In Oregon the quality of the vintage looks equally sensational. Harvest should start in about two weeks, which should let me finish here before I have to head up there. While in Napa we have the staff at Laird to support us, in Oregon its totally hands on wine production with harvest meaning about three days of concentrated harvesting for Cornerstone Oregon. As the pinot noir and chardonnay must get into the fermenter as quickly as possible that means days that begin long before dawn and you finish only when that day's fruit is all processed - often long after dark. We have no scheduled pick dates in Oregon yet, but the upcoming week will give us a good idea when crush time will arrive.
Our biggest challenge after this heat spike may be that all the fruit will ripen at once, which will test our logistical systems (read Jeff and my backs) to be be sure we don't let any of this great fruit get even one more day on the vine than it should have. We want perfect fruit in such a perfect year. You can't waste such a gift.
It was just one green grape. It was one green grape too many. It's always something.
It has been a picture perfect vintage. A lovely spring, with warm, dry weather for flowering and fruit-set. A “three bears” sort of summer: not too cold, not too hot, just right. So why was it there? As you passed through the vineyards you could not miss it standing out like a sore green thumb in the middle of a bunch of gloriously deep purple cabernet sauvignon, there would be one, just one, green berry.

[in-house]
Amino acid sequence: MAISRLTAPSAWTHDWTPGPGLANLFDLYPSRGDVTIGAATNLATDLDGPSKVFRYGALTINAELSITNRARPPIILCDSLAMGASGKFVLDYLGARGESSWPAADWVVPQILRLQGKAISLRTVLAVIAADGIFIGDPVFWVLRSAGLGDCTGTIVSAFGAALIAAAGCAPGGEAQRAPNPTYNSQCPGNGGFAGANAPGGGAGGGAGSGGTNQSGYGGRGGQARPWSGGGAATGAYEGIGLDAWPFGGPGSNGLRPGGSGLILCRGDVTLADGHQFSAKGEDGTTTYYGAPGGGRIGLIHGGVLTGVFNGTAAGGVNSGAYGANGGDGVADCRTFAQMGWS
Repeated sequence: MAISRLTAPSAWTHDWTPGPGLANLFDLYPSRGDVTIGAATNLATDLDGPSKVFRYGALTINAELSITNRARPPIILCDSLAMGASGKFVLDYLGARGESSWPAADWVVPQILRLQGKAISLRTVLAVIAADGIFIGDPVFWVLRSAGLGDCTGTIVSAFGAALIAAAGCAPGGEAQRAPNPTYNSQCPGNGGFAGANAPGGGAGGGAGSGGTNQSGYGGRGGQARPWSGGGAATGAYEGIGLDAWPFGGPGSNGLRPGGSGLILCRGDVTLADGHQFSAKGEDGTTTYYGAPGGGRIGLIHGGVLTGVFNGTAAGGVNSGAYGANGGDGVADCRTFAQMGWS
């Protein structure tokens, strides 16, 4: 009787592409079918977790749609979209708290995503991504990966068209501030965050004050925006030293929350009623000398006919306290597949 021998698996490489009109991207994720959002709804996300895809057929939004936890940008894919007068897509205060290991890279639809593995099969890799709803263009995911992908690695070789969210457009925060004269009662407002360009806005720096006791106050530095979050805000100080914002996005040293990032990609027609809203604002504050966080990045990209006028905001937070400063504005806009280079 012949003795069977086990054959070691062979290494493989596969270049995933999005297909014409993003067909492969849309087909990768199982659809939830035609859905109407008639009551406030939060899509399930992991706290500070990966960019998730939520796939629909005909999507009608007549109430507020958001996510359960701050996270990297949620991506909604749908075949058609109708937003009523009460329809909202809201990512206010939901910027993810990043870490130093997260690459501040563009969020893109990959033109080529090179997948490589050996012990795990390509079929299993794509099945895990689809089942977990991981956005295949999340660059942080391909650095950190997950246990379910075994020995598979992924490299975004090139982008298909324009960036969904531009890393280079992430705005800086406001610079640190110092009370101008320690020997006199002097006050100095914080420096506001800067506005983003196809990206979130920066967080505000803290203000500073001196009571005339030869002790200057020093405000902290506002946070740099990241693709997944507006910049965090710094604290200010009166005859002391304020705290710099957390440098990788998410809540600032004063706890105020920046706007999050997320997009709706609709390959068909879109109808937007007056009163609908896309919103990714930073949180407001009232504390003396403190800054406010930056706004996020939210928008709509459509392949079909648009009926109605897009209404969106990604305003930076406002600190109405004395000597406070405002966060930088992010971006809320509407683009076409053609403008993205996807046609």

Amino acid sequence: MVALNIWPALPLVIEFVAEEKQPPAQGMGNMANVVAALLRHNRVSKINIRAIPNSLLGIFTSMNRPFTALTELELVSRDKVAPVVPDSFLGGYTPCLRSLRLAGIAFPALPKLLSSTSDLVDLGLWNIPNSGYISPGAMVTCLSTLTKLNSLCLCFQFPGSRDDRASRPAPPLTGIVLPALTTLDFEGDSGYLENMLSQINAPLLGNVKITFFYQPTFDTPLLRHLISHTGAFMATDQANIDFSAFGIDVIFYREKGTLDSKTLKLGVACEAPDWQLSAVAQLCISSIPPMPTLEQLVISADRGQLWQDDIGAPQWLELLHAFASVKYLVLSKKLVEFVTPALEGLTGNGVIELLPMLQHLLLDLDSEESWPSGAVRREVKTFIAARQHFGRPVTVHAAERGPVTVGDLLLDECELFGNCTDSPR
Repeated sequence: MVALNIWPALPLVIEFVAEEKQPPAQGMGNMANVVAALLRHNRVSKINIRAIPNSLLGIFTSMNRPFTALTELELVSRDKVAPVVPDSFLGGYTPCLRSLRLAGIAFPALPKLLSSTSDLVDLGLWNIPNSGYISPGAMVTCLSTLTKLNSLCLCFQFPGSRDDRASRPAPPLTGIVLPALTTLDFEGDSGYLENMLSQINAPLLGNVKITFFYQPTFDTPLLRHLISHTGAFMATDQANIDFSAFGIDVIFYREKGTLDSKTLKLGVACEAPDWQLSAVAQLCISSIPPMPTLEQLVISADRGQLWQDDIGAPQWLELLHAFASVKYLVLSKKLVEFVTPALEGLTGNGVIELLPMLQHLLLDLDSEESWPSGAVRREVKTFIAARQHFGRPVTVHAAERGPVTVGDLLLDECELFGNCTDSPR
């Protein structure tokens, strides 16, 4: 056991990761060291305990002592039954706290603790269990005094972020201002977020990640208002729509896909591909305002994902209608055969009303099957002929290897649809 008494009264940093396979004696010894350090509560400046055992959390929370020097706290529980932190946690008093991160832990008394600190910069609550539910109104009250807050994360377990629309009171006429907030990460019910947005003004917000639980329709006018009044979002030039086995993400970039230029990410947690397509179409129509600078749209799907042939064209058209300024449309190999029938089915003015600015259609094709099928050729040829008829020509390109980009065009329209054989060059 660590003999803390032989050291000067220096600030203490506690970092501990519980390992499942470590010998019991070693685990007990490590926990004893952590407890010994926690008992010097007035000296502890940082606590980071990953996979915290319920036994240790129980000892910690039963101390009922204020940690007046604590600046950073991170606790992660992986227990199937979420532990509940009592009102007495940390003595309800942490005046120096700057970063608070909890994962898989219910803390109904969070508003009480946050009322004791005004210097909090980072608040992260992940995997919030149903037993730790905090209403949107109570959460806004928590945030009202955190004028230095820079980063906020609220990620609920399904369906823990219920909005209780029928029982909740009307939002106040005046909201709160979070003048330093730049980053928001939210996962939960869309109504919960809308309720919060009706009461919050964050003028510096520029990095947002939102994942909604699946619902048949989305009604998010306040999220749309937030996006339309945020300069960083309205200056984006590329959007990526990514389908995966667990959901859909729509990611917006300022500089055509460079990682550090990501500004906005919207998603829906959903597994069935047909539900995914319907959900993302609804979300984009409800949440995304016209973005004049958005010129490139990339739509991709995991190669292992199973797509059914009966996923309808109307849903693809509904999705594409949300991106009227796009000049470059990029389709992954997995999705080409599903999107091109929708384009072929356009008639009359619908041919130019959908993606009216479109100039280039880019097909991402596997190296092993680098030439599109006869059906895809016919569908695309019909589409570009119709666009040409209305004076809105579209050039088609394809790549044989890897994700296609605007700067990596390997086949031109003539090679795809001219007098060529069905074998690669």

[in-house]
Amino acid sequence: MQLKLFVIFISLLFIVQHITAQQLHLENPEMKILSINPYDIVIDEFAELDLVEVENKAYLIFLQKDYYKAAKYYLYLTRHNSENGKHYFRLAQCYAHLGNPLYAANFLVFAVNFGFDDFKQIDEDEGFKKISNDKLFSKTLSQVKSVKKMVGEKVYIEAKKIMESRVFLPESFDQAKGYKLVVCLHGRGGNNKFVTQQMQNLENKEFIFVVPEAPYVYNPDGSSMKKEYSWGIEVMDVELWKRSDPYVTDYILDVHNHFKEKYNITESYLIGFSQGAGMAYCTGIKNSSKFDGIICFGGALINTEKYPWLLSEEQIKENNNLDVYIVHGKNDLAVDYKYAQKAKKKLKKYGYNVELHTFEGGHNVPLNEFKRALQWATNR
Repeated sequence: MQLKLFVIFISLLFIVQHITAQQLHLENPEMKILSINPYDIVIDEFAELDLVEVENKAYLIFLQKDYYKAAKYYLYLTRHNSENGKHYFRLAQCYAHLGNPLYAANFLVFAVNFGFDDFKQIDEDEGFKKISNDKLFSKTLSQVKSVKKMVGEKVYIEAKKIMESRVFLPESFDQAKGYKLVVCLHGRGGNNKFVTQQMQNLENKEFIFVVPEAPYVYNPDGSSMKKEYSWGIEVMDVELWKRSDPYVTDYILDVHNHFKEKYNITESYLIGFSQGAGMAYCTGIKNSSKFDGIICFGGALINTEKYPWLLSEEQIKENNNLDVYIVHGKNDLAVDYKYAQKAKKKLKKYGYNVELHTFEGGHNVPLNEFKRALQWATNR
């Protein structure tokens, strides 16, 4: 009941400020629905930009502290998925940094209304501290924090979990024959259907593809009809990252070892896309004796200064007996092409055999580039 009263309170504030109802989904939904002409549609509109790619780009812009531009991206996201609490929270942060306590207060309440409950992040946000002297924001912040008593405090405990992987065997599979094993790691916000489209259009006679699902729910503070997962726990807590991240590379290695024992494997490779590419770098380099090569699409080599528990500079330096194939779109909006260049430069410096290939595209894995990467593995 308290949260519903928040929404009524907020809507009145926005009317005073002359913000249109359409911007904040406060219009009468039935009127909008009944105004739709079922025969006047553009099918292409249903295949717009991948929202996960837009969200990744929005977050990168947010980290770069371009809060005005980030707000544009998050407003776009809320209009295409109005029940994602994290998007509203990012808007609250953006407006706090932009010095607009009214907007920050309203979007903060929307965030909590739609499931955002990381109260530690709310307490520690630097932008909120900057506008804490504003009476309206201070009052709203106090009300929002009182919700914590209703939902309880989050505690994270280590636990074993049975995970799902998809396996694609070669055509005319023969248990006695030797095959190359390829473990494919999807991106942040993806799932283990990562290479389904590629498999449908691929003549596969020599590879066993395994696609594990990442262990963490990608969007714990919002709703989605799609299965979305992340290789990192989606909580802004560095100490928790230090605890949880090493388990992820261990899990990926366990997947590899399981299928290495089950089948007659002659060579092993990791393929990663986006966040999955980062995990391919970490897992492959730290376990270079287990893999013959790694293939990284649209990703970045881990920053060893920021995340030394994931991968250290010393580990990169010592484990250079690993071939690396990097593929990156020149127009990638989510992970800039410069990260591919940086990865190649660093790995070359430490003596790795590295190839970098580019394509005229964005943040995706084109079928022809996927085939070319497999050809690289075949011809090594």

No big deal, right? How could just one unripe grape on some bunches make any difference when all the others were perfectly ripe? One green grape is a very big deal if you want to make wines that are special.
Also there was another issue. Everything else this vintage has been perfect. The gorgeous weather has produced fruit capable of making wines from this vintage something very special indeed. When Mother Nature gives you such a gift you must take advantage of it. There is a sense of duty, responsibility, to take this gift and do everything in your power to make not only great wines, but memorable ones.
What could we do? For us there was no choice. Out into the vineyards went our crews with one mission: to remove one-by-one those individual green grapes. Armed with scissors they went down the rows with the precision of a Bonsai gardener. Was this expensive? Certainly, but this is the price you pay to go beyond good, or very good, on to greatness in a wine. For us there was no choice.
We’re getting pickier and pickier every year as finicky is a virtue when it comes to winemaking. Not satisfied with just dropping any less than perfect fruit in the vineyard, we are going beyond just sorting out any bunches that don’t meet out standards and this vintage will be sorting individual berries on a special sorting table specially designed for nit-pickers like us. Note this is not a job we farm out, Jeff and I do all the sorting ourselves.
I'll spare nothing, not only in this glorious vintage, but in each-and-every vintage to make wines that I love to drink and, most of all, that I am proud to share with you.